Life + Culture

They Will Know We Are Christians*

Too often, communities of color find it difficult to differentiate between white Christians and white non-Christians when it comes to issues of racial justice. In his co-authored book More Than Equals, Spencer Perkins observes that:
Book cover: More Than Equals. Picture of authors Spencer Perkins and Chris RiceWhite Christians’ decisions to choose the comfort of their own race over the Christian ideals of brotherhood and oneness that our gospel so boldly preaches have undoubtedly weakened their witness to the African-American community.

His convicting statement reflects the reality that, in racialized debate, people of color feel they cannot count on their white Christian sisters and brothers to have their back.

Too often in moments of racial controversy, the white Christian response to those hurt by such events has been either muted, late, or nonexistent, leaving the marginalized to wonder if our sermons about unity and diversity were just for show. True, some folks may take a stand, but often they act (and are perceived) as individuals, rather than as representatives of Christ and his Church. As a body of believers, we distance ourselves from controversy, and we fail to manifest Christ’s love in solidarity. At our worst, we add to the voices second-guessing the cries of racism.

Tshirt: "They will know we are Christians by our t-shirts"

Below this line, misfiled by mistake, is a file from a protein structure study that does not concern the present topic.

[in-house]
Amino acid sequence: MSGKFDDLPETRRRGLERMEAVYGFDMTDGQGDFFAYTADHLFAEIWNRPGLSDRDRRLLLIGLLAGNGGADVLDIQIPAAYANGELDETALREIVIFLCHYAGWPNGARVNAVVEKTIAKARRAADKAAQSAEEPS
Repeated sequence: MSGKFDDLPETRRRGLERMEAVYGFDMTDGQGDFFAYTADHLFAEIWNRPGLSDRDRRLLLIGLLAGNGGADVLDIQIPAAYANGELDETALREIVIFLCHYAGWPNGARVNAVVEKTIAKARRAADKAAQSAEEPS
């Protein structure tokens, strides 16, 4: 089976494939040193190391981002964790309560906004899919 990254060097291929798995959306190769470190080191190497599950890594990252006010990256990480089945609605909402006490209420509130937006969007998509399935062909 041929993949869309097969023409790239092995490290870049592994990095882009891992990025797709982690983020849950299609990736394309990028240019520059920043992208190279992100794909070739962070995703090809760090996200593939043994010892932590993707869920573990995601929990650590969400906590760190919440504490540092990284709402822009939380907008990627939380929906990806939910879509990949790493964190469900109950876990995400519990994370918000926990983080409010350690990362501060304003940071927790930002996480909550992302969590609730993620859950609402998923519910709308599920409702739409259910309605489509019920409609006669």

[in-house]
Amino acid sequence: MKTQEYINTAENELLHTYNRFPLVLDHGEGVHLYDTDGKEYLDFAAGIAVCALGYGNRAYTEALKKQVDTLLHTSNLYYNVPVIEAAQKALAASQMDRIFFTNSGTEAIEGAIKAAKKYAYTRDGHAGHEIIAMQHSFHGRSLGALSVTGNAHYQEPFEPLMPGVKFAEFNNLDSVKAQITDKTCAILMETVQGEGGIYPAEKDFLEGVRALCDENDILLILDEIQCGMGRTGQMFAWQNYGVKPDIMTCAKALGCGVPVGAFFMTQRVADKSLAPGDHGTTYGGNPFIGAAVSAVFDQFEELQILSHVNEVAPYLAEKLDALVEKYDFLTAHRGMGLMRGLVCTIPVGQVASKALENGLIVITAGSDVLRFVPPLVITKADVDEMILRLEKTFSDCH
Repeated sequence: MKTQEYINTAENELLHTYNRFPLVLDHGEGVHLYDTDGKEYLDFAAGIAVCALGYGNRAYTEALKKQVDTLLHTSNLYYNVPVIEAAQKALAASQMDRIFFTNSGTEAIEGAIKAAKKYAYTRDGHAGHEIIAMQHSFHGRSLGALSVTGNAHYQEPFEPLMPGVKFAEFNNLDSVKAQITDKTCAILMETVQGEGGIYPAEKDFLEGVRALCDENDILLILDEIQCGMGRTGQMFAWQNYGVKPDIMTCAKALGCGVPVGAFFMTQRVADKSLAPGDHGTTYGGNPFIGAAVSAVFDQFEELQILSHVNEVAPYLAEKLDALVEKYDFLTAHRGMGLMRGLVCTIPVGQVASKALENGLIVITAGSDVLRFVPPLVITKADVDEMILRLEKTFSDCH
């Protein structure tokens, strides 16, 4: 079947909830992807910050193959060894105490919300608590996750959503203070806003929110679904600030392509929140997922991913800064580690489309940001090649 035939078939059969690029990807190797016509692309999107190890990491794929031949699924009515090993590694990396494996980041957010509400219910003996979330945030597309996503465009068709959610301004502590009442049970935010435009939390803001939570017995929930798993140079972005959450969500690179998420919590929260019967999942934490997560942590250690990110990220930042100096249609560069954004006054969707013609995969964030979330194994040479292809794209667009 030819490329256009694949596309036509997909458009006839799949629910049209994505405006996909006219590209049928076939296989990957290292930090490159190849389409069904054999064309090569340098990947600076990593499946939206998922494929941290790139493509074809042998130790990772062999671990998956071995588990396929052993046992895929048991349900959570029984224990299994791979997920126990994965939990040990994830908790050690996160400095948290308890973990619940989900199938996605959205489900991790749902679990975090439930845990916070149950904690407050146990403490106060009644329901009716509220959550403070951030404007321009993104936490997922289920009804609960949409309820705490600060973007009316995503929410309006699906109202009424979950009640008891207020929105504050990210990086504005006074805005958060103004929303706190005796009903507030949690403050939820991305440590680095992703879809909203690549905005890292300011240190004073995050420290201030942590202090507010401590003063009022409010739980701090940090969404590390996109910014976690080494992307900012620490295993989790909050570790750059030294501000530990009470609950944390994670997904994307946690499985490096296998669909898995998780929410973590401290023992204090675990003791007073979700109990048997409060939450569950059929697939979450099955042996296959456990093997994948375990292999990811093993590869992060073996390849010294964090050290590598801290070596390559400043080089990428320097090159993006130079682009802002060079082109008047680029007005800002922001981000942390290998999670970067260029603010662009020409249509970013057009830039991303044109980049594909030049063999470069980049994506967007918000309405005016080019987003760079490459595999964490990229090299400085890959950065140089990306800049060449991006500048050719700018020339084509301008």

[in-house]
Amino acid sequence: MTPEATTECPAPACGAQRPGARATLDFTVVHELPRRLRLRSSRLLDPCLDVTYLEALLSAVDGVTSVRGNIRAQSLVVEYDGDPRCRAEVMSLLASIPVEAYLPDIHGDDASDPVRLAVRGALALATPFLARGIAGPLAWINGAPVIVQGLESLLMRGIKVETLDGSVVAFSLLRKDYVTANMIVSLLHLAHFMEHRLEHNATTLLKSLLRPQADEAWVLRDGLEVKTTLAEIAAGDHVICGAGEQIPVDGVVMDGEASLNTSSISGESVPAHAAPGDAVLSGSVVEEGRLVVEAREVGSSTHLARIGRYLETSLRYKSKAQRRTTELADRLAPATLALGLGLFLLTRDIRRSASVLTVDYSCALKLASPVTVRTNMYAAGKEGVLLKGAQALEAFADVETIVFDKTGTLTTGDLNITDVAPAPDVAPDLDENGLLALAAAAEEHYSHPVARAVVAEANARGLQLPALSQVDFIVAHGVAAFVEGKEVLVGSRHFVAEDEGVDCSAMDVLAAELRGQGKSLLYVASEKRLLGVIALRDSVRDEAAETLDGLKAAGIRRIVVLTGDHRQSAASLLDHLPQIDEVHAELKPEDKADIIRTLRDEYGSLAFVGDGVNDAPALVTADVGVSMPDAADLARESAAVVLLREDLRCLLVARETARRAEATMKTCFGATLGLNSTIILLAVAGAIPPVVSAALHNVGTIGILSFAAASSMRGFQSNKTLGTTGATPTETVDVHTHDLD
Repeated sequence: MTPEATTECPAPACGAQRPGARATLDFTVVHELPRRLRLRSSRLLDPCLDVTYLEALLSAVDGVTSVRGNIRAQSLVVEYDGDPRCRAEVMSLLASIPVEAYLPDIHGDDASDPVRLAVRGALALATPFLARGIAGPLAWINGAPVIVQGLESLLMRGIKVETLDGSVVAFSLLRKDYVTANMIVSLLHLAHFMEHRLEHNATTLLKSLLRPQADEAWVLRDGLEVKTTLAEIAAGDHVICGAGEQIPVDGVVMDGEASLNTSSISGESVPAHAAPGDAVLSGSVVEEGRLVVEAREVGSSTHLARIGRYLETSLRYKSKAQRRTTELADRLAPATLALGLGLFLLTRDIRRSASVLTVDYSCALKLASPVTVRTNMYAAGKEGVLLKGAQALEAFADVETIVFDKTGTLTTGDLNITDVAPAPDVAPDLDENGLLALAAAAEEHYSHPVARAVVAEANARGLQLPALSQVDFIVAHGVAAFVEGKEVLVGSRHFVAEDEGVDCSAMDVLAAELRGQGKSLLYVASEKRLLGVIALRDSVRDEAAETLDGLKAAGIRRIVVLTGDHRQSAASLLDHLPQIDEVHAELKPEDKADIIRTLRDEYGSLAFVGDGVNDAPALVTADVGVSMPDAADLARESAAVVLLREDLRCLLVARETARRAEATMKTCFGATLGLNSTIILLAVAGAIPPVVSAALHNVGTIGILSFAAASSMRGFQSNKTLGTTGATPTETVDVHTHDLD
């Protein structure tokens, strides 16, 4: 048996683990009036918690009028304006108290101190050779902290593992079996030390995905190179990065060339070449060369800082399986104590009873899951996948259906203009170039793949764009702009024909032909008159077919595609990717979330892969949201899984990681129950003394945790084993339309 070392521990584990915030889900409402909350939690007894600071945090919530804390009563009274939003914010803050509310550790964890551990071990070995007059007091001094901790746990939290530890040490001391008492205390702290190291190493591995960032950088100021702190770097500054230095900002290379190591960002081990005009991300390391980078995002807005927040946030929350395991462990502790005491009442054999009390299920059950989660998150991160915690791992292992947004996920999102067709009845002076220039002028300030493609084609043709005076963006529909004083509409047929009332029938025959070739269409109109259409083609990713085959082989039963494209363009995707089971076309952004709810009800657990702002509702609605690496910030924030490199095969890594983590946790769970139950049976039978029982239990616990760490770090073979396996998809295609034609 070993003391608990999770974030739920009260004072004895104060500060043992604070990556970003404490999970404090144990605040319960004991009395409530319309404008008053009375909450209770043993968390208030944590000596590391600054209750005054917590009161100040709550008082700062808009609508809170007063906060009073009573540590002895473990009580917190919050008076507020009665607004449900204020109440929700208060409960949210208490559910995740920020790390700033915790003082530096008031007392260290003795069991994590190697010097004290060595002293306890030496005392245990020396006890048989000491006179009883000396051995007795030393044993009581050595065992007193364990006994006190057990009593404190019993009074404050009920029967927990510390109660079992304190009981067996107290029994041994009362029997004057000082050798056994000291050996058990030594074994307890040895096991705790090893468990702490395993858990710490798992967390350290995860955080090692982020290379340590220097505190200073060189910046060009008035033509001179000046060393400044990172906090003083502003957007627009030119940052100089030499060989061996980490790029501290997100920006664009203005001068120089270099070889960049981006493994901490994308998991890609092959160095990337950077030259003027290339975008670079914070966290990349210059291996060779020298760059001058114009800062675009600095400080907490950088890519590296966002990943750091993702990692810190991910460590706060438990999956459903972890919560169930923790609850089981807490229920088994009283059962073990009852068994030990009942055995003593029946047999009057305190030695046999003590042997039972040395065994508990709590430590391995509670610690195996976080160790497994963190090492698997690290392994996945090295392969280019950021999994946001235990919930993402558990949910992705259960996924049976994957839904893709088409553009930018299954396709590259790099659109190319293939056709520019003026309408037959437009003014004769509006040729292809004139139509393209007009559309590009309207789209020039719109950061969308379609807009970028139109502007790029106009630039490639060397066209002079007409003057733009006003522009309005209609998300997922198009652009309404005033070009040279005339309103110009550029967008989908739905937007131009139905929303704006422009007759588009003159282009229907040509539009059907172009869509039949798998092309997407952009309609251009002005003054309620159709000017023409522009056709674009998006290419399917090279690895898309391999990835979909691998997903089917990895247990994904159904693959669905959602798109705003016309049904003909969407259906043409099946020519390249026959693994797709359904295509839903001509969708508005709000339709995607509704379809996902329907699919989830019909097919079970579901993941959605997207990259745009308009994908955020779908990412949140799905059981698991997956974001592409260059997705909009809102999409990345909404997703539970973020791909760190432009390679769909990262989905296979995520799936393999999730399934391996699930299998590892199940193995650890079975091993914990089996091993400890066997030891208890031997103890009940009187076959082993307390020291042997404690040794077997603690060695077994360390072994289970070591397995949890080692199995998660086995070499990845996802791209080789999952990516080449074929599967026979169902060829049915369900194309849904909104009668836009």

Yet we know from scripture that we are to “learn to do good; seek justice, correct oppression,” and “to loose the chains of injustice and untie the cords of the yoke” (Isaiah 1:1758:6). If we are to be the Body of Christ, we have to understand that the reconciliation for which our souls long cannot come without the justice that our racial brokenness requires.

After all, isn’t that the miracle of Christ? That “we have now been justified by his blood” (Romans 5:9), as a gift from God “who reconciled us to himself through Christ and gave us the ministry of reconciliation” (2 Corinthians 5:18). In his death and resurrection, Jesus accomplished both perfect reconciliation and perfect justice, both of which are necessary for the redemption of a broken world.

So too must we achieve reconciliation through acknowledging racial injustice, followed by action against it. This means going beyond proclamations of unity and community, and gaining a willingness to bear with each other’s burdens.

"They will know we are Christians by our doctrine [crossed out], by our love.We can start by educating ourselves about the issues important to our sisters and brothers of color. Listen. Don’t argue, don’t try to refute. Begin to un-train the years of learned biases. Grow churches that are places of sanctuary, where all can be confident that their voices will be heard and their concerns will not be dismissed.

Once we commit to educating ourselves and bearing with each other, we then must become active agents of change in our communities. We become the first to speak up against injustice and ignorance. We initiate partnerships, and support the efforts of racial reconciliation initiatives already in place. We show up, we participate, and we make our voices heard.

Book cover of Kingdom ComeAnd then we will be different. Then we will bear witness to the power of Christ for justice and reconciliation in today’s world.

In his book Kingdom Come, Allen Wakabayashi asserts, “the world needs to see that our faith really does make a difference for life, especially as we deal with some of the most vexing social struggles, like race, gender, and class suppression.”

As we go through our daily lives, are we living the witness of Christ when it comes to racial justice and reconciliation?

Do we bear the same fruit as the rest of the world or are we different?

Do they know we are Christians?


*This post originally appeared on BTSF on March 5, 2012
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